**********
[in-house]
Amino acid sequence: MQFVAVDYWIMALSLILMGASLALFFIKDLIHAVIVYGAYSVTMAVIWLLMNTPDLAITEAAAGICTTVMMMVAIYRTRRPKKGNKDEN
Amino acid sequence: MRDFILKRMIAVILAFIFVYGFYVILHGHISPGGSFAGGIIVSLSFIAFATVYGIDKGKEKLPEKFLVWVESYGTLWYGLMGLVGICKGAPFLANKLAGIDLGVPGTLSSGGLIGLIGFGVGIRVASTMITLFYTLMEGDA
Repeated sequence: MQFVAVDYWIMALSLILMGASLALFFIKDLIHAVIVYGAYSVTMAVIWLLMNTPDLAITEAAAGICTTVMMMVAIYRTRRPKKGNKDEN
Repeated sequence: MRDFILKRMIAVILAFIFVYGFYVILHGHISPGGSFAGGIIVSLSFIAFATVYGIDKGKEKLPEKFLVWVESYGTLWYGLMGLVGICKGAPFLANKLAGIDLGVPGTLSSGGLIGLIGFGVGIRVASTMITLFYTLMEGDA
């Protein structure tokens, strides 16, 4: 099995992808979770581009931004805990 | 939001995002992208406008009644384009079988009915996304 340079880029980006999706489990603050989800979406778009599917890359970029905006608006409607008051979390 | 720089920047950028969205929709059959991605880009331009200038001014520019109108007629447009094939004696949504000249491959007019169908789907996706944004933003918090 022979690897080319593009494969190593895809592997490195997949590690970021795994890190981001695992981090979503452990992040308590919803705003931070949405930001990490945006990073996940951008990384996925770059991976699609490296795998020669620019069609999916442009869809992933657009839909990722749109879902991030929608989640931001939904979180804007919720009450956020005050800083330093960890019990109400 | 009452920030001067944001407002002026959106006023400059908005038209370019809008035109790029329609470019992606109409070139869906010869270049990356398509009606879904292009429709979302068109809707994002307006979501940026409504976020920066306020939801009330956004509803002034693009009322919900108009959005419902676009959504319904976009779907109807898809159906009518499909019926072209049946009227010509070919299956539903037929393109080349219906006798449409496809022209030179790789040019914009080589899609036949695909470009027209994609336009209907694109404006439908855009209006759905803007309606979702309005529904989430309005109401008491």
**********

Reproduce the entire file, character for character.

[in-house]
Amino acid sequence: MQFVAVDYWIMALSLILMGASLALFFIKDLIHAVIVYGAYSVTMAVIWLLMNTPDLAITEAAAGICTTVMMMVAIYRTRRPKKGNKDEN
Amino acid sequence: MRDFILKRMIAVILAFIFVYGFYVILHGHISPGGSFAGGIIVSLSFIAFATVYGIDKGKEKLPEKFLVWVESYGTLWYGLMGLVGICKGAPFLANKLAGIDLGVPGTLSSGGLIGLIGFGVGIRVASTMITLFYTLMEGDA
Repeated sequence: MQFVAVDYWIMALSLILMGASLALFFIKDLIHAVIVYGAYSVTMAVIWLLMNTPDLAITEAAAGICTTVMMMVAIYRTRRPKKGNKDEN
Repeated sequence: MRDFILKRMIAVILAFIFVYGFYVILHGHISPGGSFAGGIIVSLSFIAFATVYGIDKGKEKLPEKFLVWVESYGTLWYGLMGLVGICKGAPFLANKLAGIDLGVPGTLSSGGLIGLIGFGVGIRVASTMITLFYTLMEGDA
């Protein structure tokens, strides 16, 4: 099995992808979770581009931004805990 | 939001995002992208406008009644384009079988009915996304 340079880029980006999706489990603050989800979406778009599917890359970029905006608006409607008051979390 | 720089920047950028969205929709059959991605880009331009200038001014520019109108007629447009094939004696949504000249491959007019169908789907996706944004933003918090 022979690897080319593009494969190593895809592997490195997949590690970021795994890190981001695992981090979503452990992040308590919803705003931070949405930001990490945006990073996940951008990384996925770059991976699609490296795998020669620019069609999916442009869809992933657009839909990722749109879902991030929608989640931001939904979180804007919720009450956020005050800083330093960890019990109400 | 009452920030001067944001407002002026959106006023400059908005038209370019809008035109790029329609470019992606109409070139869906010869270049990356398509009606879904292009429709979302068109809707994002307006979501940026409504976020920066306020939801009330956004509803002034693009009322919900108009959005419902676009959504319904976009779907109807898809159906009518499909019926072209049946009227010509070919299956539903037929393109080349219906006798449409496809022209030179790789040019914009080589899609036949695909470009027209994609336009209907694109404006439908855009209006759905803007309606979702309005529904989430309005109401008491």